Human trafficking is a crime involving the exploitation of someone for the purposes of involuntary labor or a commercial sex act through the use of force, fraud or coercion. The Department of Defense began the Combating Trafficking In Persons Program in 2
CAIRO – 16 September 2019: A shoe shiner was arrested in downtown Cairo over alluring street vendors to sell their body organs in exchange for money.
The investigative unit at the General Security Directorate showed that a group of people were involved in human trafficking incidents, where poor citizens were exploited and convinced to sell their organs.
The unit has assured that the shoe shiner was a mediator in the human trafficking incidents cited, as he was spotted repeatedly speaking to needy people and street vendors in Dokki district.
One of the incidents occurred to a person who was convinced to sell his kidney for L.E. 20,000 ($1,221).
The shoe shiner admitted that he was previously accused and sentenced to prison terms in five cases, in which he was charged with stealing at transportation means and begging.
According to his confessions, the shoe shiner took the victim to an apartment in Al-Salam district where he underwent tests that showed that he was not fit for a surgery because he was infected with hepatitis C.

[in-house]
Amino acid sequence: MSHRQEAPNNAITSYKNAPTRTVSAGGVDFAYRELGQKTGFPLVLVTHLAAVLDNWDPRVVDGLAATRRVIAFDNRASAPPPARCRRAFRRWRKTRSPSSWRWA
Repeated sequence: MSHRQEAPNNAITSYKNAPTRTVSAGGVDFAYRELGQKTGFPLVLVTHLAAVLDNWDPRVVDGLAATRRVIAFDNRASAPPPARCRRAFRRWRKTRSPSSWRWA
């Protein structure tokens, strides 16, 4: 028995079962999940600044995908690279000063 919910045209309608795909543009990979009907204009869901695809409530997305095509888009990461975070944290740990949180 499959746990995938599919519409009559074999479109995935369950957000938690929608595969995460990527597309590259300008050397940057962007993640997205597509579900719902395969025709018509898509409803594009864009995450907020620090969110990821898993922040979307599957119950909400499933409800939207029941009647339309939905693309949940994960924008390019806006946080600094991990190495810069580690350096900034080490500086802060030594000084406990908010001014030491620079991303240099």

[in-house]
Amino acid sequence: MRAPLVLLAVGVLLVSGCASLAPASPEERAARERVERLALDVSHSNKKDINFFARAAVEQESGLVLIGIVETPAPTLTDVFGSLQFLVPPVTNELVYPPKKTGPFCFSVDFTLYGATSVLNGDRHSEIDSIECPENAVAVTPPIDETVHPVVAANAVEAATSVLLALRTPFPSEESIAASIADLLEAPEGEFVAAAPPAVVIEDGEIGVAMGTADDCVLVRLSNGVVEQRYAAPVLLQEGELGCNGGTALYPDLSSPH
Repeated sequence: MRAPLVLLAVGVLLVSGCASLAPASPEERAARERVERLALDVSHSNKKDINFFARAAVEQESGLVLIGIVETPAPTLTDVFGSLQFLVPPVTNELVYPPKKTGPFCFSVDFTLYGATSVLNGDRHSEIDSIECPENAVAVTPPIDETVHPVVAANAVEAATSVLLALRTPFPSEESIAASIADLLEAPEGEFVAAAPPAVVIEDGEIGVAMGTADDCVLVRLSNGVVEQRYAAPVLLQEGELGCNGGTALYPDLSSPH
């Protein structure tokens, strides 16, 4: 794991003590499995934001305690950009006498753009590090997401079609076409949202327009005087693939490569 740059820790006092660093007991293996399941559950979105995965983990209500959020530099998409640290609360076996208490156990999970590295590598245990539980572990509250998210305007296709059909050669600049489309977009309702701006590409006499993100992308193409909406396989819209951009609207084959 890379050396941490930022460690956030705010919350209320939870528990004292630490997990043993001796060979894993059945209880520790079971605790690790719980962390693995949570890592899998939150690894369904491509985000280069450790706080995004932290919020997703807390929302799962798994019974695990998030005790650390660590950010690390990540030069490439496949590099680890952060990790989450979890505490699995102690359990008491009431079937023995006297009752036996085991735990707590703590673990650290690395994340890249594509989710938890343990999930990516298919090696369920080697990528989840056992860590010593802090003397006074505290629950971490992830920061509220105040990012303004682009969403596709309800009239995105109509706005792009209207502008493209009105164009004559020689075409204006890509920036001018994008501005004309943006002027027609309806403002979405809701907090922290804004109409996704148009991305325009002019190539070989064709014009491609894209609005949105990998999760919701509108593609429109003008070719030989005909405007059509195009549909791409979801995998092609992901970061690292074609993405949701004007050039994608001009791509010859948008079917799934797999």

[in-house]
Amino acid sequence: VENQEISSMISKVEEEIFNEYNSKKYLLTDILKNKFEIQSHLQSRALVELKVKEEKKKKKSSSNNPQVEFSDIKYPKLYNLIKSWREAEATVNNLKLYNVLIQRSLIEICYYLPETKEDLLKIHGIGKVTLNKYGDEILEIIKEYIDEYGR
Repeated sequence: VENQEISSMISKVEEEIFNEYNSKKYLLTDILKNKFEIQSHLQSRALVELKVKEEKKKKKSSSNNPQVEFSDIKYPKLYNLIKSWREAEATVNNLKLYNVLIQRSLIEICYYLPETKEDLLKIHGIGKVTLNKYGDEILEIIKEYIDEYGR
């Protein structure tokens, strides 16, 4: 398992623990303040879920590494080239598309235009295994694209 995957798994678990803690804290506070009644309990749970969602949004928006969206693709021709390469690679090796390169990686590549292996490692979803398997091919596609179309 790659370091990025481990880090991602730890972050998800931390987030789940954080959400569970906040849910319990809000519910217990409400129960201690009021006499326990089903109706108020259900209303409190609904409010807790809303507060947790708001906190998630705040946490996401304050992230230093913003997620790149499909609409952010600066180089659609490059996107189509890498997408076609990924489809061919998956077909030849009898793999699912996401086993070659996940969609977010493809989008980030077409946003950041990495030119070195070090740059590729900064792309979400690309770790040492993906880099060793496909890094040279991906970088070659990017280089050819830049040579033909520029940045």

He was ordered detention to four days pending investigations.
In June, Member of Parliament, Mamdouh Husseiny, called for toughening the penalty for human organ traffickers to reach the death sentence. The current maximum penalty for human trafficking is life imprisonment for aggravated circumstances.
However, the possibility of a death sentence can be imposed when a donor or recipient dies in the midst of an illegal organ transplant operation.
According to a law implemented in 2017, a person who performs an organ transplant by force or deception faces a life imprisonment and pays a fine between L.E. 1 million ($56,000) and L.E. 2 million ($112,000). Hence, the operator could potentially be handed down a death sentence on the basis of manslaughter.
The maximum penalty was established back in a 2010 anti-trafficking law which criminalized labor trafficking and implemented the recommended penalties of 3 to 15 years of prison and fines. However, there is no law which explicitly addresses human organ trafficking.